Triggering Wirecast Remotely using Elgato Stream Deck

Wirecast is a great tool for live streaming. At Fellowship Greenville, we use it as our encoder to stream to YouTube Live, whether it be the regular Sunday morning sermon live stream, or for special events, conferences, funerals, etc.

Lately, I’ve been working specifically on some improvements to make it easier for me to operate a live stream from our second auditorium, where we typically host funeral services and special events. Our live stream server is located in our control rooms in the main building, so when I am working tech for an event in the second auditorium, I am completely separated from the control rooms.

For regular Sunday services, that’s not a problem to be separated because we have a great team of volunteers working in both areas who stay in communication with and support each other. But for smaller services like a funeral, where it is typically only me and one other staff member running everything, it can be challenging to run a full production while I am sitting in the tech booth, far away from the control room areas where the live stream server and video switcher are located.

This is where my Stream Deck Production Controller software is going to be a great help. I have created a button set that allows me to send RossTalk commands to the Ross Carbonite switcher, change the necessary routes on the BlackMagic VideoHub router, and start/stop the Wirecast live stream.

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So how does this work? The Stream Deck software is sending a GPI trigger request to Dashboard, where I have these buttons in my production control custom panel:

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Clicking the “Wirecast – Start Streaming” button runs a custom ogscript function that runs this AppleScript:

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And that’s it! By using the existing infrastructure I’ve designed for our production control, I’m now able to easily run the live stream but still maintain high value in what is streamed. By using the stream deck to operate not only Wirecast, but the video switcher remotely, I can change sources as needed, play videos, show cameras, etc. I even have a button that jumps to my PTZ camera control where I can recall presets that I’ve designed specifically for special events like this!

My Stream Deck software is available on Github if you would like to use it, and feel free to reach out if I can help!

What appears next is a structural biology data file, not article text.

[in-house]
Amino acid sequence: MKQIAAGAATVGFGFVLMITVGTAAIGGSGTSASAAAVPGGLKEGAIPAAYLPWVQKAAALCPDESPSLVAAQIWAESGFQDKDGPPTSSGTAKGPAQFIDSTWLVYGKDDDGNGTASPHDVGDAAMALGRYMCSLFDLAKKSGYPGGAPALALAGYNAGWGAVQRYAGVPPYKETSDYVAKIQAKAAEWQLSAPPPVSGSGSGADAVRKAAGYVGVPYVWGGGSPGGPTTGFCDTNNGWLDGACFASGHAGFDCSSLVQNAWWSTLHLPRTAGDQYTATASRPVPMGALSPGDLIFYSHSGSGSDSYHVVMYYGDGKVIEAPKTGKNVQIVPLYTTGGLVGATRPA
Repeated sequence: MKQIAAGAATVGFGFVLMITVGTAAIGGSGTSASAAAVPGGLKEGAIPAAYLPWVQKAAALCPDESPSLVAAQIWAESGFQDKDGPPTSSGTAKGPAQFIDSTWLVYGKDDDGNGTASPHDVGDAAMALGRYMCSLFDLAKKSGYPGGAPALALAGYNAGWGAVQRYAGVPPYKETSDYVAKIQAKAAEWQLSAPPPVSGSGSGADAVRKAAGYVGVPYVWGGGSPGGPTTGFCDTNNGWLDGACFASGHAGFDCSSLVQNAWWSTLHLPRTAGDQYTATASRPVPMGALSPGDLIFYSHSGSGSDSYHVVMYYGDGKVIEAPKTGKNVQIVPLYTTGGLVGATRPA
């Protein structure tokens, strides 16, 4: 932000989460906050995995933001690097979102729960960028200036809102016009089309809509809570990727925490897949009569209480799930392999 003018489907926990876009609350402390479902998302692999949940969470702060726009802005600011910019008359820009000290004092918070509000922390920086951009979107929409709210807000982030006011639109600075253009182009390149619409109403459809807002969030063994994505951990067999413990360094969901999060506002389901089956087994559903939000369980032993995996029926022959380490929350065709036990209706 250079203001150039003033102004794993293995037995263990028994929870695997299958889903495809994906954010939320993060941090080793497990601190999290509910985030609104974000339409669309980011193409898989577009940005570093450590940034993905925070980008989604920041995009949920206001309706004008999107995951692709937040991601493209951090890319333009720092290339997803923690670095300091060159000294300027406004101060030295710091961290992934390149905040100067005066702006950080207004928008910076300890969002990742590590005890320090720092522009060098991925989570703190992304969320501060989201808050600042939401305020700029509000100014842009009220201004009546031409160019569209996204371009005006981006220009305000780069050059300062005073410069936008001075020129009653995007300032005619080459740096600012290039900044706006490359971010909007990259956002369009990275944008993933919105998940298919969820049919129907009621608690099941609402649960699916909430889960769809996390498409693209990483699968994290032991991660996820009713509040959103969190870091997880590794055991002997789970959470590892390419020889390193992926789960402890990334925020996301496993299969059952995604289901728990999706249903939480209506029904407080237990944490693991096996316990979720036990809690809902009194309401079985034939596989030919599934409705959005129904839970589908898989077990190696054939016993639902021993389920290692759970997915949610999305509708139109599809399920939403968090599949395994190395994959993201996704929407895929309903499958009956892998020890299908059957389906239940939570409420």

Controlling BlackMagic VideoHub from Ross Dashboard, Part 2

In Part 1 of this post, I wrote about the technical side of how to use Ross Dashboard to send a TCP message to a Blackmagic VideoHub video router.

I thought I would expand on that recently and now I have made available a panel that, when set up with the IP address and port of the router, will automatically load the input (source) and output (destination) names into dropdown lists where the user can easily choose a source and destination to make a route.

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It’s up on my Github respository if you can benefit from it!

Remote Control of Panasonic AW-HE40 PTZ Camera through Dashboard

We have a Panasonic AW-HE40 located in each auditorium at my church to allow the control room operators to see the space. We also occasionally use them as on-screen cameras since they have HD-SDI outputs. The quality is surprising for the size of the device.

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The cameras come with a fully functional webpage that allows you to control them.

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By peeking around at the code some, I was able to figure out how to send HTTP requests to change presets of the camera.

Here is my Ross Dashboard custom panel that allows our volunteers to quickly pull up presets:

 

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The panel allows the user to see the camera’s viewing angle and select a pre-defined preset. Presets can be modified within the existing web interface for the camera. A Setup tab is also available to configure the IP address of the camera you wish to control.